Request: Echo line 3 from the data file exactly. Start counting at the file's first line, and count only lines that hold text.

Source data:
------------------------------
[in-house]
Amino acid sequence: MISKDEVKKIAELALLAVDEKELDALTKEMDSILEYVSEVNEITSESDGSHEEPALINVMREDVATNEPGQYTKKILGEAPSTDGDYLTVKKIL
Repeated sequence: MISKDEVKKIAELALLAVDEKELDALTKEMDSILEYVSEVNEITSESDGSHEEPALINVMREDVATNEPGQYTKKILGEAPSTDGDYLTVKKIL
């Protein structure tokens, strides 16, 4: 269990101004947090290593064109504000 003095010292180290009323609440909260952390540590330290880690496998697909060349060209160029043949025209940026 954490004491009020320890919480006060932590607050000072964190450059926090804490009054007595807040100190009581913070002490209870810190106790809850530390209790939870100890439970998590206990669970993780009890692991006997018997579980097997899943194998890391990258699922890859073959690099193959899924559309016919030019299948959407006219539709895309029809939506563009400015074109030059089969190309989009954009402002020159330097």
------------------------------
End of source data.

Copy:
Repeated sequence: MISKDEVKKIAELALLAVDEKELDALTKEMDSILEYVSEVNEITSESDGSHEEPALINVMREDVATNEPGQYTKKILGEAPSTDGDYLTVKKIL